Honda Accord/Prelude 1984-1995 Repair Guide

Engine

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OIL LEVEL CHECK



See Figures 1, 2, 3 and 4

Checking the oil level is one of the simplest and most important checks. It should be performed frequently since low oil level can lead to engine overheating and eventual starvation of the oil pump. This can mean inadequate lubrication and immediate, severe engine damage. Because oil consumption patterns of an engine can change quickly and unexpectedly due to leakage or internal causes, check the oil every time you stop for fuel.

If the engine has been running, allow it to rest for a few minutes until the oil accumulates in the sump, before checking the oil level.

  1. With the car parked on a level surface, raise the hood, pull the oil dipstick from the engine and wipe it clean.
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Fig. Fig. 1: Pull the dipstick from the engine ...



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Fig. Fig. 2: ... then wipe it clean

  1. Reinsert the dipstick into the engine until it is fully seated, then, remove it and check the reading.
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Fig. Fig. 3: Reinsert the dipstick into the engine until it is fully seated, then, remove it and check the reading

The oil level on all Hondas should register within the crosshatch design on the dipstick or between the two lines or dots, depending on the type of stick.

  1. Oil is added through the capped opening of the rocker arm cover. Do not add oil if the level is significantly above the lower mark on the dipstick. If the level is near or below the lower line, ADD oil but do not overfill. The length covered by the area on the dipstick is roughly equivalent to one quart of oil.
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Fig. Fig. 4: Oil is added through the capped opening in the rocker arm (valve) cover

  1. If oil has been added, install the dipstick and recheck the level. It is important to avoid overfilling the crankcase. Doing so will cause the oil to foam with the motion of the crankshaft; this affects lubrication and may also force oil by the seals.
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OIL AND FILTER CHANGE



See Figures 5, 6, 7, 8, 9 and 10

The oil and filter should be changed at least every 7,500 miles (12,000 km), although circumstances often dictate more frequent changes. The type of engine used in the Accord and Prelude (overhead camshaft) is particularly sensitive to proper lubrication with clean oil. Don't risk an expensive repair or diminished performance by neglecting the easiest maintenance item on the car. Change the oil and filter regularly. The filter must be changed every time the oil is changed.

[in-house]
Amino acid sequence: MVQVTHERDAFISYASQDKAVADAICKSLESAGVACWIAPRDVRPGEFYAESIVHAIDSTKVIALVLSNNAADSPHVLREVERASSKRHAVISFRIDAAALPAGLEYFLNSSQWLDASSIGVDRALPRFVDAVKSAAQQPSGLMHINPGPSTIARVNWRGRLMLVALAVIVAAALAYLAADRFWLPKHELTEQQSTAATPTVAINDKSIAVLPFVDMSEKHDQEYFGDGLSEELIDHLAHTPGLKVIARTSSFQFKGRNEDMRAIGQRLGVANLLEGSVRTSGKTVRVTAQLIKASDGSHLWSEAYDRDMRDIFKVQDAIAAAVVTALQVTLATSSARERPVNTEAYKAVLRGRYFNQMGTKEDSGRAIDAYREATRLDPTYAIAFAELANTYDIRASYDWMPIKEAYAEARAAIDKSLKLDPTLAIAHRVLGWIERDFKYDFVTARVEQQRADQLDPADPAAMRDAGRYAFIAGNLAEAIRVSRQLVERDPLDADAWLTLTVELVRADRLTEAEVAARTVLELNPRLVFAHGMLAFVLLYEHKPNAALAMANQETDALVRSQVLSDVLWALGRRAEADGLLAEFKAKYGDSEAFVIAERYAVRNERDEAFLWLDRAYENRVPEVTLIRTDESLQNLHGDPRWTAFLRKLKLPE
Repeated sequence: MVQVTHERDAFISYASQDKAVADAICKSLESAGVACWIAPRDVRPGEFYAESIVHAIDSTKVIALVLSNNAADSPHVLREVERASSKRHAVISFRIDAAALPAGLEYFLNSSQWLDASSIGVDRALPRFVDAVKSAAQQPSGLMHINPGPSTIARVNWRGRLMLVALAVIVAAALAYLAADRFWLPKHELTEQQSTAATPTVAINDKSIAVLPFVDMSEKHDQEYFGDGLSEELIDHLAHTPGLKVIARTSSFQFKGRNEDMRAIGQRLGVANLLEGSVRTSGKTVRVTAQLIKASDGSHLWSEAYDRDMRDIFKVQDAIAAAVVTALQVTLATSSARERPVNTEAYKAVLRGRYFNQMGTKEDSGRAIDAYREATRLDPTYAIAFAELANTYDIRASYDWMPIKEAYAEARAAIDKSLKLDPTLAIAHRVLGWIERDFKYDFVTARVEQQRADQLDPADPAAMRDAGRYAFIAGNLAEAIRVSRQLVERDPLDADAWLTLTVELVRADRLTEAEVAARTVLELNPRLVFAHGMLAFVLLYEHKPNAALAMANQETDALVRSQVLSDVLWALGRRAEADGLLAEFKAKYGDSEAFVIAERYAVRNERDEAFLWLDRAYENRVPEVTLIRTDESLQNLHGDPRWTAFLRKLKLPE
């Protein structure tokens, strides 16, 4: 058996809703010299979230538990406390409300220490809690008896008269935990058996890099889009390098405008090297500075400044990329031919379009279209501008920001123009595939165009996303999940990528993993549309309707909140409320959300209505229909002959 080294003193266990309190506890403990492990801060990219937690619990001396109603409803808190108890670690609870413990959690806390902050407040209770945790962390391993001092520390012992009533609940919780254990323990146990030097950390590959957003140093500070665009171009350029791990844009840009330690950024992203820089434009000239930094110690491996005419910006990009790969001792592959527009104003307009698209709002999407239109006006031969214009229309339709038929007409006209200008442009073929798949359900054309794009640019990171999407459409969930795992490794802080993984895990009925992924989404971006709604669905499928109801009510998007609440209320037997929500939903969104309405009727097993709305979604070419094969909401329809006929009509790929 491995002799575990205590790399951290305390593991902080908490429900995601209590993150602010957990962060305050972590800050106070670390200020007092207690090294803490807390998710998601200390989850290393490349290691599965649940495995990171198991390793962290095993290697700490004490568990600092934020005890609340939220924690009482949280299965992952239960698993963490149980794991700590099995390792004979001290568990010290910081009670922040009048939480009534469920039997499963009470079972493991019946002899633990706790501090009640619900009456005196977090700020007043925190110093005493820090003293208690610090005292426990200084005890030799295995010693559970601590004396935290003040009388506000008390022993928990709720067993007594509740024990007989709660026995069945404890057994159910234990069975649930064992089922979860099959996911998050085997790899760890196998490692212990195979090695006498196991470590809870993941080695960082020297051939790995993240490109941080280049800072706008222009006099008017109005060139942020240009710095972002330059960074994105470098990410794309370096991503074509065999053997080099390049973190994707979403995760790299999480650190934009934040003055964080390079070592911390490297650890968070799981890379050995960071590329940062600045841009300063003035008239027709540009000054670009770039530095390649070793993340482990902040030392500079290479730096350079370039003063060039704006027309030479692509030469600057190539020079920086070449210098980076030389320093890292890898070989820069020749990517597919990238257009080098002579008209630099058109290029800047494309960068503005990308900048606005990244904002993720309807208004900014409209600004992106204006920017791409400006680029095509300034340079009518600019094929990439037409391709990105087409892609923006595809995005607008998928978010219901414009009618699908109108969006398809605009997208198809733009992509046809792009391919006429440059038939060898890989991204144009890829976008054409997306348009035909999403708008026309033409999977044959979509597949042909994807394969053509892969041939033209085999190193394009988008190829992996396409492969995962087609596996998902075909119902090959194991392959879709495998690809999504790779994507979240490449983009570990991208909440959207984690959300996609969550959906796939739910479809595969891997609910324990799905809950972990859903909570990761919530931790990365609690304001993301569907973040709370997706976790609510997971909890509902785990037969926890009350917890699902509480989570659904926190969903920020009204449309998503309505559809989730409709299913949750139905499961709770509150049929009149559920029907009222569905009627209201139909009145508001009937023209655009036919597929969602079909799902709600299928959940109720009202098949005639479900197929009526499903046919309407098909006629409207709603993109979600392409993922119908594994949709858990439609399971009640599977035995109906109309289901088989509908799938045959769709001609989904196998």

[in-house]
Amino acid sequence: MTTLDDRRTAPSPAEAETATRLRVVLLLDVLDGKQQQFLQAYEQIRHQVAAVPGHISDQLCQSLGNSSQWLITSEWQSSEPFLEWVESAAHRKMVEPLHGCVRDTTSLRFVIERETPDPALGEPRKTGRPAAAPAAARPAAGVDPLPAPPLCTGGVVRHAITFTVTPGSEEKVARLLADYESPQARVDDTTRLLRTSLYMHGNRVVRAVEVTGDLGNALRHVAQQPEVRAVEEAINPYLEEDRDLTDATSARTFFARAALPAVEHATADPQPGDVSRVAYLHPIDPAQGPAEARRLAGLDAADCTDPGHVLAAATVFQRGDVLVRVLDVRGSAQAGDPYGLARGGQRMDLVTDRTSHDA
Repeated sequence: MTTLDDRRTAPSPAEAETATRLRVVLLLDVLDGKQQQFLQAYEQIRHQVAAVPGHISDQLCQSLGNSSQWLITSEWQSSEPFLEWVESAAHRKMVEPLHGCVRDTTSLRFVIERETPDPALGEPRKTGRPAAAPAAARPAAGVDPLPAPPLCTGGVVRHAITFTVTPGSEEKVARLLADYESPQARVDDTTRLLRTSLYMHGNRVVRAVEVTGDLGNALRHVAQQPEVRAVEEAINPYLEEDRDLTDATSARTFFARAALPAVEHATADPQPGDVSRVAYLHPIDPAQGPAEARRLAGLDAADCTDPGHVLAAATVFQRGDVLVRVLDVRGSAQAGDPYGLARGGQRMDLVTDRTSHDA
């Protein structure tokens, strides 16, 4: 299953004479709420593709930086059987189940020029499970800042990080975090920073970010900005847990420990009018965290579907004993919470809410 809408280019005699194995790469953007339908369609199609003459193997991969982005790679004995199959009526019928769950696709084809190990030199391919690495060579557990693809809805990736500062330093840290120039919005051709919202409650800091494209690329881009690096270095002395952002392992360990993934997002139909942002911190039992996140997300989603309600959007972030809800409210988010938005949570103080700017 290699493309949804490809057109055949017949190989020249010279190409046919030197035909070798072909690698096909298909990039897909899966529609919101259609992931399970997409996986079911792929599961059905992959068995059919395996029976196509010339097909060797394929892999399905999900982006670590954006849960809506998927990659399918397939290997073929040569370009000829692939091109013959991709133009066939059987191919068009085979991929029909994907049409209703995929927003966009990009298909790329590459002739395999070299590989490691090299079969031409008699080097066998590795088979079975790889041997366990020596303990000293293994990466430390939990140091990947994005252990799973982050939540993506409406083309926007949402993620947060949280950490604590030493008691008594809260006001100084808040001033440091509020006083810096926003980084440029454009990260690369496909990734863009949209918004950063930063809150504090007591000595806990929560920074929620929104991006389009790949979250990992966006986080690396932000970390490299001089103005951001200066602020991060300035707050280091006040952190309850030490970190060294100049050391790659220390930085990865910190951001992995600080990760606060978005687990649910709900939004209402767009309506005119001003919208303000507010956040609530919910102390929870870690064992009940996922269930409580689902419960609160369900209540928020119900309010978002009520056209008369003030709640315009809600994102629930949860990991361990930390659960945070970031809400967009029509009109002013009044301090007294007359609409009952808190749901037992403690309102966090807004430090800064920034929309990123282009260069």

CAUTION
Used engine oil may cause skin cancer if repeatedly left in contact with the skin for prolonged periods. Although this is unlikely unless you handle oil on a daily basis, it is wise to thoroughly wash your hands with soap and water immediately after handling used engine oil.

The oil drain plug is located on the bottom, rear of the oil pan (bottom of the engine, underneath the car). The oil plug has a washer on it to seal it to the oil pan. The washer should always be replaced when the oil is drained. Purchase a new washer at the same time you get the filter; if the store tells you they don't have the washer or the washer isn't required, take your business elsewhere or find another source for the washer.

On 4-cylinder models, the oil filter is located on the side of the engine, between the block and the firewall. On 6-cylinder models, the filter is located on the bottom of the engine block, near the oil drain plug. When purchasing an oil filter, spend the extra dollar or two for a quality part. It must be a Honda filter or its equivalent. Keep in mind that not all aftermarket filters meet this specification.



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Fig. Fig. 5: Oil filter and drain bolt locations on 4-cylinder models



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Fig. Fig. 6: Oil filter and drain bolt locations on 6-cylinder models

The oil filter cannot be reached or changed without working from below. The car must be elevated, safely supported and the filter removed by reaching up between the block and firewall. Additionally, the space available makes removing the filter with a standard band wrench very difficult. Use of a cap or filter-end wrench is recommended; the tool is inexpensive and available in most automotive retail stores.

The mileage figures given are the Honda recommended intervals assuming normal driving and conditions. Normal driving requires that the vehicle be driven far enough to warm up the oil; usually this is about 10 miles or so. If your everyday use is shorter than this (one way), your use qualifies as severe duty.